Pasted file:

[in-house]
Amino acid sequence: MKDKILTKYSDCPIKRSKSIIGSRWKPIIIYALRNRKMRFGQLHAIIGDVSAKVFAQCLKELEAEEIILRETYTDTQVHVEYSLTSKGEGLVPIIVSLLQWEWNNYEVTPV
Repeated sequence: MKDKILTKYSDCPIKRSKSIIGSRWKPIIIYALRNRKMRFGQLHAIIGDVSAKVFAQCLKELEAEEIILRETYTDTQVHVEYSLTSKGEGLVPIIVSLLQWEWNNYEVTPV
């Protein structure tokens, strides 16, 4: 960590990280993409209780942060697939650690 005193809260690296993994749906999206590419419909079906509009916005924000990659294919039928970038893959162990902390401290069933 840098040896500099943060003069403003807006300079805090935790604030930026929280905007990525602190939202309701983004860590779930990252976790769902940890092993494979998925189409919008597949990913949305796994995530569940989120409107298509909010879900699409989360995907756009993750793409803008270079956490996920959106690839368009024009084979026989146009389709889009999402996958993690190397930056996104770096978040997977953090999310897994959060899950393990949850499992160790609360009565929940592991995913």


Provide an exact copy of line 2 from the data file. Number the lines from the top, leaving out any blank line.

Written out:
Amino acid sequence: MKDKILTKYSDCPIKRSKSIIGSRWKPIIIYALRNRKMRFGQLHAIIGDVSAKVFAQCLKELEAEEIILRETYTDTQVHVEYSLTSKGEGLVPIIVSLLQWEWNNYEVTPV